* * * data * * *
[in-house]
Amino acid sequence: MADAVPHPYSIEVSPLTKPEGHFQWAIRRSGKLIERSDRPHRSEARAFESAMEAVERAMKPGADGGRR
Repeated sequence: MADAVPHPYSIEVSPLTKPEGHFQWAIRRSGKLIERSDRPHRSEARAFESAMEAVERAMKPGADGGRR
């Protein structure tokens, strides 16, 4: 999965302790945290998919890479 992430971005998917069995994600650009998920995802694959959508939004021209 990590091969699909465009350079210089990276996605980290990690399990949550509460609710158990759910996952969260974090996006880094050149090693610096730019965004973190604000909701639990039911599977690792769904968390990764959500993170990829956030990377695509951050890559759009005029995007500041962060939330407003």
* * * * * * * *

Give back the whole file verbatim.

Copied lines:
[in-house]
Amino acid sequence: MADAVPHPYSIEVSPLTKPEGHFQWAIRRSGKLIERSDRPHRSEARAFESAMEAVERAMKPGADGGRR
Repeated sequence: MADAVPHPYSIEVSPLTKPEGHFQWAIRRSGKLIERSDRPHRSEARAFESAMEAVERAMKPGADGGRR
């Protein structure tokens, strides 16, 4: 999965302790945290998919890479 992430971005998917069995994600650009998920995802694959959508939004021209 990590091969699909465009350079210089990276996605980290990690399990949550509460609710158990759910996952969260974090996006880094050149090693610096730019965004973190604000909701639990039911599977690792769904968390990764959500993170990829956030990377695509951050890559759009005029995007500041962060939330407003």